This notation also extends to distributions over outcomes that are not real-valued.
For instance,
P
({
“open”
,
“closed”
}) is the set of probability distributions over
the state of the railroad crossing in Example 2.1. Probability distributions (as
3. Readers expecting to see the qualifier ‘measurable’ here should consult Remark 2.1.
14 Chapter 2
Agent
Environment
action
state reward
Figure 2.1
Top:
The Markov decision process model of the agent’s interactions with its environment.
Bottom:
The same interactions, unrolled to show the sequence of random variables
(X
t
, A
t
, R
t
)
t0
, beginning at time t = 0 and up to the state X
T
.
elements of
P
(
R
)) make it possible to express some operations on distributions
that would be unwieldy to describe in terms of random variables.
2.2 Markov Decision Processes
In reinforcement learning, an environment is any of a wide variety of systems
that emit observations, can be influenced, and persist in one form or another
over time. A data centre cooling system, a remote-controlled helicopter, a stock
market, and a video game console can all be thought of as environments. An
agent interacts with its environment by making choices that have consequences
in this environment. These choices may be implemented simply as an IF state-
ment in a simulator or they may require a human to perform some task in our
physical world.
We assume that interactions take place or are recorded at discrete time intervals.
These give rise to a sequential process in which at any given time t
2N
=
{0, 1, 2,
} the current situation is described by a state X
t
from a finite set
X
.
4
The initial state is a random variable X
0
with probability distribution
0
2P
(
X
).
4.
Things tend to become more complicated when one considers infinite state spaces; see
Remark 2.3.
The Distribution of Returns 15
The agent influences its future by choosing an action A
t
from a finite set of
actions
A
. In response to this choice, the agent is provided with a real-valued
reward R
t
.
5
This reward indicates to the agent the usefulness or worth of its
choice. The action also affects the state of the system; the new state is denoted
X
t+1
. An illustration of this sequential interaction is given in Figure 2.1. The
reward and next state are modelled by the transition dynamics P :
XA!
P
(
R X
) of the environment, which provides the joint probability distribution
of R
t
and X
t+1
in terms of the state X
t
and action A
t
. We say that R
t
and X
t+1
are
drawn from this distribution:
R
t
, X
t+1
P(·, · | X
t
, A
t
) . (2.1)
In particular, when R
t
is discrete Equation 2.1 can be directly interpreted as
P(R
t
= r, X
t+1
= x
0
| X
t
= x, A
t
= a)=P(r, x
0
| x, a).
Modelling the two quantities jointly is useful in problems where the reward
depends on the next state (common in board games, where the reward is asso-
ciated with reaching a certain state) or when the state depends on the reward
(common in domains where the state keeps track of past rewards). In this book,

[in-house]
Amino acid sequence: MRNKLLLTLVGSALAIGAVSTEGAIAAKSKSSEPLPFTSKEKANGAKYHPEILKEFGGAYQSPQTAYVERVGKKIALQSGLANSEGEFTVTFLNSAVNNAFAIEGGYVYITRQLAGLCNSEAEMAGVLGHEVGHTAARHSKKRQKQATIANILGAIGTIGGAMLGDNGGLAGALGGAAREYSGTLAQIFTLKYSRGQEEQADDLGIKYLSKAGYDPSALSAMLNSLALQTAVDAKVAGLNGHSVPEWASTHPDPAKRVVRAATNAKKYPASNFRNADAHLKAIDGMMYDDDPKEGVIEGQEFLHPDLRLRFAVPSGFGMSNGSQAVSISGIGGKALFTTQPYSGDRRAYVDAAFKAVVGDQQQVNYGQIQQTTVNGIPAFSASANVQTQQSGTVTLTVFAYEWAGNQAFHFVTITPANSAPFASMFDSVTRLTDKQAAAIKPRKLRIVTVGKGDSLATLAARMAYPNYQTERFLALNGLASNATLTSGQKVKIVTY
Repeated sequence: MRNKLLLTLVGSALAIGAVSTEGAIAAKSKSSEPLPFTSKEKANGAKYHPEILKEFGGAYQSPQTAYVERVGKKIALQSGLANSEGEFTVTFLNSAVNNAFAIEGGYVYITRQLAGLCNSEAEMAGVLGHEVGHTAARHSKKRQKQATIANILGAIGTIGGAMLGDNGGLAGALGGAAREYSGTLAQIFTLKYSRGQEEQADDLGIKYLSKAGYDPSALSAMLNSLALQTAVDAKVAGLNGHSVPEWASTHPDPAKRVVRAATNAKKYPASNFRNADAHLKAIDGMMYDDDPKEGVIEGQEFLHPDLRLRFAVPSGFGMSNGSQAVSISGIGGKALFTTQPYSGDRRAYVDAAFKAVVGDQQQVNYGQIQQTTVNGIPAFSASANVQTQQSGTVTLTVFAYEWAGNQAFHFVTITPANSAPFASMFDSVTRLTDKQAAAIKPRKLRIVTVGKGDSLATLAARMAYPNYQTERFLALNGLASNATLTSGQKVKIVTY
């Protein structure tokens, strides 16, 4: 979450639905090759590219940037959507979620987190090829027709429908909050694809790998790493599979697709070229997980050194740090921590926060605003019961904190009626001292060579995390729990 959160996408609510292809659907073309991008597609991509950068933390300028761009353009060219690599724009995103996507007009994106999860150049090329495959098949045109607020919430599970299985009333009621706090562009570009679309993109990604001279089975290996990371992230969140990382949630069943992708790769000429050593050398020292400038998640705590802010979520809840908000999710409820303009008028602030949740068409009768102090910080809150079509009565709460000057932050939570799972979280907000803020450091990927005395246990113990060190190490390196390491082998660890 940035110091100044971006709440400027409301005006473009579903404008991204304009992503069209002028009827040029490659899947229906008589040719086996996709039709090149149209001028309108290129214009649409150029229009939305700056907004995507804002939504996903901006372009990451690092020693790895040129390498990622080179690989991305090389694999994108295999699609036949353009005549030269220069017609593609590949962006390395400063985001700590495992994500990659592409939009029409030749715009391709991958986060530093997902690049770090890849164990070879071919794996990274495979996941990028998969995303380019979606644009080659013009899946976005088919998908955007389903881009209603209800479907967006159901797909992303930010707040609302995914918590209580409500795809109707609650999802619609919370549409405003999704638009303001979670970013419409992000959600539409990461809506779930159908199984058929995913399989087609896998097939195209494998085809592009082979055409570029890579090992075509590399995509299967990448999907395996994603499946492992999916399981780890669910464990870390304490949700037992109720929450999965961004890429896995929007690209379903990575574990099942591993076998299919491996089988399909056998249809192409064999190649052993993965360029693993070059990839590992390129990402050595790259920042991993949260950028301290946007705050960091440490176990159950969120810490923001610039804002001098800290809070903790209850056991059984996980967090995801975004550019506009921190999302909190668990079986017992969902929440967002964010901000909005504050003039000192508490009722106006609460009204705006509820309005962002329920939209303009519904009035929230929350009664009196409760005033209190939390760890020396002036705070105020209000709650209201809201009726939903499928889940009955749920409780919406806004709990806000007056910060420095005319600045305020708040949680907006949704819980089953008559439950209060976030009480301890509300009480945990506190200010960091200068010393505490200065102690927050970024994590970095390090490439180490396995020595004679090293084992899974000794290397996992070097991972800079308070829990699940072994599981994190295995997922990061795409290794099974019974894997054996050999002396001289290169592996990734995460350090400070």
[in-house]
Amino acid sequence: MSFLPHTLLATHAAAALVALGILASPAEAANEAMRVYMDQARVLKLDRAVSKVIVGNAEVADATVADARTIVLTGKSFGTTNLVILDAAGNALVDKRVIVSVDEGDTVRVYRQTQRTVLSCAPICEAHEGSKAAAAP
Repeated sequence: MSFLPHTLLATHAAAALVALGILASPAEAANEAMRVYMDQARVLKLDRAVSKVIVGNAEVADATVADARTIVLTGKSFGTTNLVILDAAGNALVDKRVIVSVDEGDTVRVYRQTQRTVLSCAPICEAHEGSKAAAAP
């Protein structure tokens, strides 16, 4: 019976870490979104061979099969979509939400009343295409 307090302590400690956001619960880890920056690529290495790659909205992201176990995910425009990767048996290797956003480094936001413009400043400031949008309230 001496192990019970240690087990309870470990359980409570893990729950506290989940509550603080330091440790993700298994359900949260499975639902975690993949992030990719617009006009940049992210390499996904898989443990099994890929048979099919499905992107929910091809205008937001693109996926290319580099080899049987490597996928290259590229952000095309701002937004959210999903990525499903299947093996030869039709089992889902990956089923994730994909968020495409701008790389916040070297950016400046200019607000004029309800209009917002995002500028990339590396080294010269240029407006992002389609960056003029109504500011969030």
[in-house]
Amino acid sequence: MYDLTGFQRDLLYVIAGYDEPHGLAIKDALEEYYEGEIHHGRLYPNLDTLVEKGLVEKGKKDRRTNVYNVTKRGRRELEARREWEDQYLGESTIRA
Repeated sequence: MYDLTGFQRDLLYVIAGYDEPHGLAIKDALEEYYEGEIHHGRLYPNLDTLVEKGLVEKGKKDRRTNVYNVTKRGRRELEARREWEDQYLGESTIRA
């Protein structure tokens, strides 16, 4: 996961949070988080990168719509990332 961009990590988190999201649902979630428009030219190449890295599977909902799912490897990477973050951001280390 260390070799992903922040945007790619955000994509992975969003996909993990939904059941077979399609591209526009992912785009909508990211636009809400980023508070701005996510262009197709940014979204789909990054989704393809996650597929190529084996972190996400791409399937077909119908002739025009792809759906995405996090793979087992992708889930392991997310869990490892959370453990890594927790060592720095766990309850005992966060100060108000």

however, unless otherwise noted we make the simplifying assumption that
the reward and next state are independent given X
t
and A
t
, and separate the
transition dynamics into a reward distribution and transition kernel:
R
t
P
R
(· | X
t
, A
t
)
X
t+1
P
X
(· | X
t
, A
t
).
A Markov decision process is a tuple (
X
,
A
,
0
, P
X
, P
R
) that contains all the
information needed to describe how the agent’s decisions influence its environ-
ment. These decisions are not themselves part of the model, but instead arise
from a policy. A policy is a mapping
:
X!P
(
A
) from states to probability
distributions over actions such that
A
t
(· | X
t
).
Such policies choose the action A
t
solely on the basis of the immediately
preceding state X
t
and possibly a random draw. Technically, these are a special
subset of decision-making rules that are both stationary (they do not depend
on the time t at which the decision is to be taken, except through the state X
t
)
and Markov (they do not depend on events prior to time t). Stationary Markov
policies will be enough for us for most of this book, but we will study more
general policies in Chapter 7.
5.
An alternative convention is to denote the reward that follows action A
t
by R
t+1
. Here we prefer
R
t
to emphasise the association between action and reward.
16 Chapter 2
Finally, a state x
?
from which no other states can be reached is called absorbing
or terminal. For all actions a 2A, its next-state distribution is
P
X
(x
?
| x
?
, a) = 1.
Terminal states correspond to situations in which further interactions are irrele-
vant: once a game of chess is won by one of the players, for example, or once a
robot has successfully accomplished a desired task.
2.3 The Pinball Model
The game of American pinball provides a useful metaphor for how the various
pieces of a Markov decision process come together to describe real systems.
A classic American pinball machine consists of a slanted, glass-enclosed play
area filled with bumpers of various shapes and sizes. The player initiates the
game by using a retractable spring to launch a metal ball into the play area, a
process that can be likened to sampling from the initial state distribution. The
metal ball progresses through the play area by bouncing off the various bumpers
(the transition function), which reward the player with a variable number of
points (the reward function). The game ends when the ball escapes through a
gap at the bottom of the play area, to which it is drawn by gravity (the terminal
state). The player can prevent this fate by controlling the ball’s course with a
pair of flippers on either side of the gap (the action space). Good players also
use the flippers to aim the ball towards the most valuable bumpers or other,
special high-scoring zones, and may even physically shake the pinball cabinet